The Great War Part 241, March 29th 1919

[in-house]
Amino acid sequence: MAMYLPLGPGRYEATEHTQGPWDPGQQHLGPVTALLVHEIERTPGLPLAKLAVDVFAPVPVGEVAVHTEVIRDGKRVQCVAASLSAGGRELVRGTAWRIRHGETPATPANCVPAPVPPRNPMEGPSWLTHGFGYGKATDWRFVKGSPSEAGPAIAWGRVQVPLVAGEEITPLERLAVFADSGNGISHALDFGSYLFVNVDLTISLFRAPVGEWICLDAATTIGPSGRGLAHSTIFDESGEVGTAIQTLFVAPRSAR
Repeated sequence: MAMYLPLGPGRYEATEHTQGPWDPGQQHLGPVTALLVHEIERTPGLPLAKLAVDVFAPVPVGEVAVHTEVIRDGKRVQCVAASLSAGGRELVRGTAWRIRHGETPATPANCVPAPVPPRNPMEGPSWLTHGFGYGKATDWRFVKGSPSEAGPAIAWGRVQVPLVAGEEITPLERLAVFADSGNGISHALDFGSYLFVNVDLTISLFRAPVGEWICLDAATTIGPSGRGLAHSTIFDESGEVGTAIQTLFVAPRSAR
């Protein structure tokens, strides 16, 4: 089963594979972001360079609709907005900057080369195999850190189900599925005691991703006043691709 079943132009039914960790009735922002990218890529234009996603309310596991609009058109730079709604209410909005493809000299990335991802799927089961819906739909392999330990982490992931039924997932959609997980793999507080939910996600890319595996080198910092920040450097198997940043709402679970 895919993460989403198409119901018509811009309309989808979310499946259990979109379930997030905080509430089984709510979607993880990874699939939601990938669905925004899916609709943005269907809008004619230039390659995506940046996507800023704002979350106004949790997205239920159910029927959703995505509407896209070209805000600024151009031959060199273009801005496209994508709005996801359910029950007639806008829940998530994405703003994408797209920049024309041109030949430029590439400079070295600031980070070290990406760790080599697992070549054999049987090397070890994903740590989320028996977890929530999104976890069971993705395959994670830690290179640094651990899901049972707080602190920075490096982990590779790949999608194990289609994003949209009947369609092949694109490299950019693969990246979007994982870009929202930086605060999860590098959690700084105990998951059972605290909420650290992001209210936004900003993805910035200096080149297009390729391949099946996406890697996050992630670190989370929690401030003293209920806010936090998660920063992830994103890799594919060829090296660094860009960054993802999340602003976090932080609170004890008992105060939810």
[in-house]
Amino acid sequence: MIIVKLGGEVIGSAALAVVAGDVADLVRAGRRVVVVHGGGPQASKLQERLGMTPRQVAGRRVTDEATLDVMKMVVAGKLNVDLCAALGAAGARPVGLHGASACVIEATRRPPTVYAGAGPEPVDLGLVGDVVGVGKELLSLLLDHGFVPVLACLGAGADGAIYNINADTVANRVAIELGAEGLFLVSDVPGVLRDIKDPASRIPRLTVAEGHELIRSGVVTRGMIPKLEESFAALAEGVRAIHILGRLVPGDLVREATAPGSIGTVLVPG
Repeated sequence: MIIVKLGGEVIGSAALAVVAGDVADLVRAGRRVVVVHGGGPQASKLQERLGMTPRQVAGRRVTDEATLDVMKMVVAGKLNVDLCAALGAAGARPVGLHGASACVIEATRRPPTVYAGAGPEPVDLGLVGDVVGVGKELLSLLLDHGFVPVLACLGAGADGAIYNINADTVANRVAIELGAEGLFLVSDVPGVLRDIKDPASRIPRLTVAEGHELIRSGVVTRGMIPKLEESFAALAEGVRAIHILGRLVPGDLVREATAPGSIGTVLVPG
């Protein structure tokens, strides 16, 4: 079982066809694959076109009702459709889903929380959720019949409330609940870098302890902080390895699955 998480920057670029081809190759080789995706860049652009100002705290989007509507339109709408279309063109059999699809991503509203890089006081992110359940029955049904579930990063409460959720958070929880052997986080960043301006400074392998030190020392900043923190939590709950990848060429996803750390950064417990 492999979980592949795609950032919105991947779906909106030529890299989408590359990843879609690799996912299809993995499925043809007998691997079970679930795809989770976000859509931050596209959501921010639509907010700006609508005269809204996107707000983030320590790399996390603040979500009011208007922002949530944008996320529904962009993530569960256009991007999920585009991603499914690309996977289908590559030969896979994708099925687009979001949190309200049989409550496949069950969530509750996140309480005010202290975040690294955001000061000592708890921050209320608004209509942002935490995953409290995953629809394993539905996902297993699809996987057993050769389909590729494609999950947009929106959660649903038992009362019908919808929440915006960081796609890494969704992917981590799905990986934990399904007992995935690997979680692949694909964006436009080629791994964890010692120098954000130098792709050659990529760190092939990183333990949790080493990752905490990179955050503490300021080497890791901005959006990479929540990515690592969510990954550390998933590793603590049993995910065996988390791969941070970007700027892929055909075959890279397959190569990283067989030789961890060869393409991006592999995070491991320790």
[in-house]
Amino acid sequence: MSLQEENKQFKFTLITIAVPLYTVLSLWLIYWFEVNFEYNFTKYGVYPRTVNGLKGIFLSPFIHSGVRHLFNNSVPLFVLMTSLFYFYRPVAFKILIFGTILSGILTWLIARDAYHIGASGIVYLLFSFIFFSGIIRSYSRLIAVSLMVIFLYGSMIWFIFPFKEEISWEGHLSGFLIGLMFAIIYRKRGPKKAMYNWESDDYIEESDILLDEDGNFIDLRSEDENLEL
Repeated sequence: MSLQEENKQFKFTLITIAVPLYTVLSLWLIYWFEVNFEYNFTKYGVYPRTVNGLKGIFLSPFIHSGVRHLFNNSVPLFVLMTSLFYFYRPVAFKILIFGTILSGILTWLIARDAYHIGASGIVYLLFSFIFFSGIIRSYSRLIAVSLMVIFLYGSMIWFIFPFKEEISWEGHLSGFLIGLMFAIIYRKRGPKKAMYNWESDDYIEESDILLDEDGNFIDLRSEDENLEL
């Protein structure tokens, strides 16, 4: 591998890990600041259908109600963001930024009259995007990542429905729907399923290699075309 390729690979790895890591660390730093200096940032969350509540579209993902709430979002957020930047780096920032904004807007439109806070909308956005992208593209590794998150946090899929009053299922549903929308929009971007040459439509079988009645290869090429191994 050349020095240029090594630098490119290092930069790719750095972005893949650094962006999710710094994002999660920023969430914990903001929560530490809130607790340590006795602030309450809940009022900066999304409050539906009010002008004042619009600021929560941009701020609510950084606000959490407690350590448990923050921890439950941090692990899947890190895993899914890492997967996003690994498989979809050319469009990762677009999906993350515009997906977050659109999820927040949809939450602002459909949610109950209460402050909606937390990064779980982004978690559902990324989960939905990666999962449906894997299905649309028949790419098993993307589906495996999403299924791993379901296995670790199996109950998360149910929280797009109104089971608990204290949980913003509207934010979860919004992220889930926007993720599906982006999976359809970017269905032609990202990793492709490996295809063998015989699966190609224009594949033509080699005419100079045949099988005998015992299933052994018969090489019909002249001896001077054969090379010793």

SURRENDERED U BOATS' MOORED AT HARWICH. THE SURPASSING TRIUMPH OF THE BRITISH NAVY. Failure of Germanys Submarine War and Surrender of her High Sea Fleet. By H .W. Wilson. Difficulties Confronting the Admiralty at the Beginning of Germ anys Submarine Campaign— Development and Increased Provision of Depth Charges and Mines— Two Varieties of Mine-Fields— The Dover Barrage— Vigorous Offensive Against Germ anys Naval Bases on the Flanders Coast —Percentage of Shipping Losses Reduced b y Employment of Convoy —Aggressive Operations Against U Boats: Q Ships Aircraft Patrol Counter-Mand ining— T he Paravane— Barrage Across the Strait of Otranto— Austrian Naval Losses— Captain Luigi R izzos Daring Motor-Boat Attack on Austrian Battleships— Official Statement of Germ anys Submarine Losses— Moral Effect on the Central Powers of the Failure of the Submarine Campaign— Intensification of the Blockade— German Land-Pow er at Its Maximum —Allies' Position in the East Dependent on B ritains Sea-Powcr— Food Condition in Enemy and Neutral States— Lieutenant R affaele Paolucci's and Major R ossetti's Astounding Feat in Pola Harbour— Austria and Turkey Out of the War— Allied Fleet Passes up the Dardanelles— Mutiny in the German Navy —Surrender of the High Sea Fleet-— Disarmament of the German Ships Remaining in Germany— Vice-A dm iral Browning' Proceeds to the Kiel Canal in H .M.S. Hercules with the International Naval Commission to Inspect all Germ anys Naval Bases and Airship and Aeroplane Stations. Chapter C C X L IV .(Vol. np. 347) the history of the war at sea was brought down to the end of May 1918 when the creation of an efficient War Staff at the Admi­ralty was beginning to influence the con­duct of operations and new methods of combating the submarines were being introduced with great success. The British Navy so far as the strain imposed on bit they pro­vision of convoy for the American troopships permitted was every­where taking the offensive against the U boats. In the remaining months of the war three features are of paramount interest —the conflict with the submarines the severance of German land com­munications with the Near East (restoring the pressure of sea-power upon the German nation) and the unceasing watch on the High Sea Fleet maintained b they Grand Fleet. Of all the dangers which the British Empire had to face in the war the submarine campaign was far the most formidable. The sub­marine attacked the unity the very existence of that Empire. Had it prevailed the people of Great Britain must have starved the allied armies have been deprived of supplies and munitions and the whole world have passed under German domination. The difficulty of defeating the submarine as it was bused they Germans was great. It was anew weapon and owing to the absence of an efficient Naval Staff in Great Britain before the war to study war problems the methods of fighting it had not been ascer­tained before the war began. They had to be outworked and tested during the actual conflict. In the earlier period of the war strange as it may sound the Navy on which so much depended was hampered b y want of funds. For example, the Admiralty could not obtain the money required for the pro­vision of depth charges on a sufficient scale or for the improve­ment of the patterns supplied. It experienced similar difficulty in securing aircraft. The needs of the Army were so great the supply of explosives steel and other muni­tions was so limited that the British sea forces were imperfectly equipped for this new and extra­ordinary kind of war. Gradually this state of affairs passed. With the vast development rtf the muni­tion industry in Great Britain, which accompanied and followed Mr. Lloyd Georges campaign in 19x5 the position improved though not until 1917— late in that year— were the most urgent needs of the Navy met. The new Admiralty recognised that mines and depth charges in large quantities were as vital for success at sea as abundanceS N N 561 ADMIRAL SIR REGINALD TYRW HITT K.C.B. D.S.O. Admiral Tyrwhitt on board his flagship H.M.S. Curasao at the time of the surrender of the first batch of German submarines off Harwich on November 20th 1918.
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